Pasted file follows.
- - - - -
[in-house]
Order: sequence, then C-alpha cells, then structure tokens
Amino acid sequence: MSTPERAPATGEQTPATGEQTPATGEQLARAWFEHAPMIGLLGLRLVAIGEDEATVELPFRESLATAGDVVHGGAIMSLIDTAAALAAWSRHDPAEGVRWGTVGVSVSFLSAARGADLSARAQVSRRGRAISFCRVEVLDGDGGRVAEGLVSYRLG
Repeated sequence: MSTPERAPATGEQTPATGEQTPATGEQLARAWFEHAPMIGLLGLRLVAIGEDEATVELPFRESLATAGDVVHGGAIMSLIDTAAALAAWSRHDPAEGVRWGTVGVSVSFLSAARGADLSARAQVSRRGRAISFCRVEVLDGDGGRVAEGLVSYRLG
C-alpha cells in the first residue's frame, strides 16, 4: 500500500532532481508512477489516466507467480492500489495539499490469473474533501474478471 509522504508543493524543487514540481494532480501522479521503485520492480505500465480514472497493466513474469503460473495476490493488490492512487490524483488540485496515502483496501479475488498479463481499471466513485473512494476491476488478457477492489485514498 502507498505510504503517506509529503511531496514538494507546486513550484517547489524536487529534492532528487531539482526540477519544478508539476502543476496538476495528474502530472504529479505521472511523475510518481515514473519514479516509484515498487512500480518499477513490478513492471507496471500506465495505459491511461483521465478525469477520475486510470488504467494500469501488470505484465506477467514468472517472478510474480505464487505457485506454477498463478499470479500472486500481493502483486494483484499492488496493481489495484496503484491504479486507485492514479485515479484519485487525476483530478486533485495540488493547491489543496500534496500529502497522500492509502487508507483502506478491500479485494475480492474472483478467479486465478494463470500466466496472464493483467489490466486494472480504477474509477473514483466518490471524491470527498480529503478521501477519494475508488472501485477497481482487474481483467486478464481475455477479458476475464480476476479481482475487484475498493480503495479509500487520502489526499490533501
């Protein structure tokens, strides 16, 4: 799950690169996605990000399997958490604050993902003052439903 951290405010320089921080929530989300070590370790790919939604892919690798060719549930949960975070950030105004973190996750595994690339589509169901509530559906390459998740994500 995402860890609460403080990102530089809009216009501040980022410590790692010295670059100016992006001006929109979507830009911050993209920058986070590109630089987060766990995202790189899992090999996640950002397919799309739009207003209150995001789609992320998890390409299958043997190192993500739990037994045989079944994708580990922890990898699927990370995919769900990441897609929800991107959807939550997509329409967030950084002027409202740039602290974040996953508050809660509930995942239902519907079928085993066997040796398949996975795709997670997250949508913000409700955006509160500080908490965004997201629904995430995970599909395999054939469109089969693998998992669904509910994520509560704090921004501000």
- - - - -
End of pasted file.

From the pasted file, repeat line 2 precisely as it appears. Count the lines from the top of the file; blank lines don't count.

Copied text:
Order: sequence, then C-alpha cells, then structure tokens